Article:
A team of U.S. and Japanese scientists has shown for the first time that the
spectroscopic "fingerprint" of high-temperature superconductivity
remains intact well above the super chilly temperatures at which these materials
carry current with no resistance. This confirms that certain conditions necessary
for superconductivity exist at the warmer temperatures that would make these
materials practical for energy-saving applications - if scientists can figure
out how to get the current flowing.
"Our measurements give the most definitive spectroscopic evidence that
the material we studied is a superconductor, even above the transition temperature,
but one without the quantum phase coherence required for current to flow with
no resistance," said physicist Seamus Davis of the U.S.
Department of Energy's (DOE) Brookhaven National Laboratory and Cornell
University, who led the research team. Davis was recently selected to head a
DOE-funded Energy Frontier Research Center at Brookhaven that will examine the
underlying nature of superconductivity in complex materials.
"The spectroscopic 'fingerprint' confirms that, at these higher temperatures,
electrons are pairing up as they must in a superconductor, but for some reason
they are not co-operating coherently to carry current," Davis said.
The technique and findings, described in a paper published August 28, 2009,
in Science, may point the way to identifying what inhibits coherent superconductivity
at higher temperatures. That knowledge, in turn, may help scientists achieve
the ultimate goal of developing super-conducting materials for real-world practical
devices such as zero-loss power transmission lines.
Many previous studies have hinted that the higher temperature "parent"
state in copper-oxide, or cuprate, superconductors might be a "quantum
phase incoherent" superconductor — a state in which electron pairs
exist but don't flow coherently as they do below the transition temperature.
"But the methods used in these studies were indirect," Davis said.
"Each of the results could be described by alternate explanations. What
we were searching for was an incontrovertible signature."
Using a spectroscopic imaging scanning tunneling microscopy method developed
over many years, Davis and his collaborators had previously conducted extensive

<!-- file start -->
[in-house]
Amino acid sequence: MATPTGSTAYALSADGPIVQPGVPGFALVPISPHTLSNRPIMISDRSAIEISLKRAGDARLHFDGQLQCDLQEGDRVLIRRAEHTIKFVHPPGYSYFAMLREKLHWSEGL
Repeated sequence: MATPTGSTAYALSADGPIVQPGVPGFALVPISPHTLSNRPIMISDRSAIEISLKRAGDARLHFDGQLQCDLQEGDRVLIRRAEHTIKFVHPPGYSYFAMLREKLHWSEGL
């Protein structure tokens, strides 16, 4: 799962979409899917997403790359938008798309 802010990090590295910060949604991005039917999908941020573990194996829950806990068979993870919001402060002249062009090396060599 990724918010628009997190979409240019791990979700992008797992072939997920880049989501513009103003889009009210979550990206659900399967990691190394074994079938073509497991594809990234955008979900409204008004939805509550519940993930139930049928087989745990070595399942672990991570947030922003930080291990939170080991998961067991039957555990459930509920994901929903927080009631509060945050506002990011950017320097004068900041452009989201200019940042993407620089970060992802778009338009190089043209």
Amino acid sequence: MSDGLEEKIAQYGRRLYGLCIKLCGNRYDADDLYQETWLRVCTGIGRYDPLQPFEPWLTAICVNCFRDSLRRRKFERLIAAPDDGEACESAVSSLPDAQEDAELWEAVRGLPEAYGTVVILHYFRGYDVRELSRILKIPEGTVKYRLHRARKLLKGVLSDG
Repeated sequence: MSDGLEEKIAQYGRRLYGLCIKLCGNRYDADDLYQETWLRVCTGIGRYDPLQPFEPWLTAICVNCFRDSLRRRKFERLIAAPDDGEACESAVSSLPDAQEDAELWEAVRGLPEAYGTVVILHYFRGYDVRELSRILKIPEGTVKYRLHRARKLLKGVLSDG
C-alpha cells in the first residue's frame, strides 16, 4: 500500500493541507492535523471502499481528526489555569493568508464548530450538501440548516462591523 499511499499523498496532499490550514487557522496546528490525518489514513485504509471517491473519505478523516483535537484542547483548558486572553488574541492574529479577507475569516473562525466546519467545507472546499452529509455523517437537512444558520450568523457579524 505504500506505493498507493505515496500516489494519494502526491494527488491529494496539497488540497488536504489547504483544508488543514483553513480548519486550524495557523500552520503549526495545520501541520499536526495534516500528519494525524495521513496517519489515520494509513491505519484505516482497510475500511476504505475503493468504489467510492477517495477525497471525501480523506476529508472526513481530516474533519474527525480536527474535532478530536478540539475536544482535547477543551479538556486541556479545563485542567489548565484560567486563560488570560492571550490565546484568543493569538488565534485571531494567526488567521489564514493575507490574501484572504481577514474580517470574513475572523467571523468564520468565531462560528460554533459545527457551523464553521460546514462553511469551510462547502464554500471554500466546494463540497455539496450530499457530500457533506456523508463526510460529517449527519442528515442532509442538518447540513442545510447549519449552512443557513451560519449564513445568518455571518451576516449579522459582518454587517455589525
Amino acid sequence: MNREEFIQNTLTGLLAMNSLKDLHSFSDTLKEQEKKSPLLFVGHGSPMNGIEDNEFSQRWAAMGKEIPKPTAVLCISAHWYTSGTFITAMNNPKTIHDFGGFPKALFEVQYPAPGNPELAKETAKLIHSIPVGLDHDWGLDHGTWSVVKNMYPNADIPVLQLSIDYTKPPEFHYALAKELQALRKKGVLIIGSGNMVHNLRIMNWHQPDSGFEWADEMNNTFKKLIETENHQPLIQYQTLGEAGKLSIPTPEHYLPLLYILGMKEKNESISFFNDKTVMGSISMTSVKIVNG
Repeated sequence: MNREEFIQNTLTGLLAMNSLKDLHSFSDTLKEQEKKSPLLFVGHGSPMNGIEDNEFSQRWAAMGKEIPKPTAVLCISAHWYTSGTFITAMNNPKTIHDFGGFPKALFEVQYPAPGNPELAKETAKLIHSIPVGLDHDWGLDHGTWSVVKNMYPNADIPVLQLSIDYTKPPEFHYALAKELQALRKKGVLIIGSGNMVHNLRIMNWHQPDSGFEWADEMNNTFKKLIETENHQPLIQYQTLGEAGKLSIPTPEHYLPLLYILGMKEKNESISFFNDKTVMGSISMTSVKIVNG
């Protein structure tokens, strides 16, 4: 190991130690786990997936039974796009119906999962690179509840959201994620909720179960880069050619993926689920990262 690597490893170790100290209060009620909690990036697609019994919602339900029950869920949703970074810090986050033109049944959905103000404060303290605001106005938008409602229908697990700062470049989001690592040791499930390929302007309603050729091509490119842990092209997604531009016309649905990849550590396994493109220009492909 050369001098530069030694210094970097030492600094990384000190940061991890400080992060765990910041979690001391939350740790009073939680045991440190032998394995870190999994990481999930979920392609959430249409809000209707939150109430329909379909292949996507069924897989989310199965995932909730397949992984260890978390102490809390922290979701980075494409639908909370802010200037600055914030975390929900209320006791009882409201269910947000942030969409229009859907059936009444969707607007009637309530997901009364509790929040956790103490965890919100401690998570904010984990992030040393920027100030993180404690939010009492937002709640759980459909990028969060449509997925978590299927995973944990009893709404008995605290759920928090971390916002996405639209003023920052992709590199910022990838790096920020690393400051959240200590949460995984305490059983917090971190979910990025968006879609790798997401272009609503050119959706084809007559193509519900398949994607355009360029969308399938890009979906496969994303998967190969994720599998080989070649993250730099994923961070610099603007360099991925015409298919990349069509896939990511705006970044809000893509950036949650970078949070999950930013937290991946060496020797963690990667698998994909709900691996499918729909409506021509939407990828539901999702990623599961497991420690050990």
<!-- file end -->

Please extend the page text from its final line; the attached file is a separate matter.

studies of the superconducting state of a copper-oxide superconductor containing
bismuth, strontium, and calcium (known as BSCCO). These studies identified a
detailed spectroscopic signature containing all the quantum mechanical details
of that superconducting state.
The new study was designed to see whether the signature changed when the material
was warmed above the transition temperature, which is 37 kelvin, or -236 degrees
Celsius]. This was a major challenge, however, because the method works best
at very cold temperatures. As materials warm up, electrons start moving around
more energetically, decreasing the resolution of the measurements.
"We had to make a series of modifications to greatly increase the signal-to-noise
ratio for all measurements," Davis said. Some measurements were made over
a period of up to 10 days. By averaging measurements over those long times,
the scientists were better able to isolate a weak signal from the random background
The results were definitive: "We found that the characteristic signature
passes unchanged from the superconducting state into the parent state —
up to temperatures of at least 55 K — or 1.5 times the transition temperature,"
Davis said. "We know of no explanation for why this fingerprint should
remain other than that it represents the phase-incoherent superconducting state
which has been proposed to exist based on other kinds of measurements."
If the parent state is indeed an incoherent superconductor, the next step is
to figure out why. "What breaks the cooperation of the electron pairs?
What is the problem that is overwhelming the superconductivity?"
These are questions Davis's technique can address in a quantitative manner.
For example, by varying the chemical composition, level of doping, or characteristics
of the copper-oxide planes in the layered material, the scientists can measure
the strength of quantum phase fluctuations affecting electron-pair cohesion.
These measurements may help scientists zero in on ways to induce coherent superconductivity
at a higher range of temperatures than previously possible. And that would be
an essential step to achieving real-world applications without the need for
expensive cooling systems.
This research was supported by the U.S. Department of Energy's Office of Science
(Office of Basic Energy Sciences); the U.S. Office of Naval Research; the Ministry
of Science and Education (Japan); and the Japan Society for the Promotion of
Science. One collaborator also receives support from the U.S. Army Research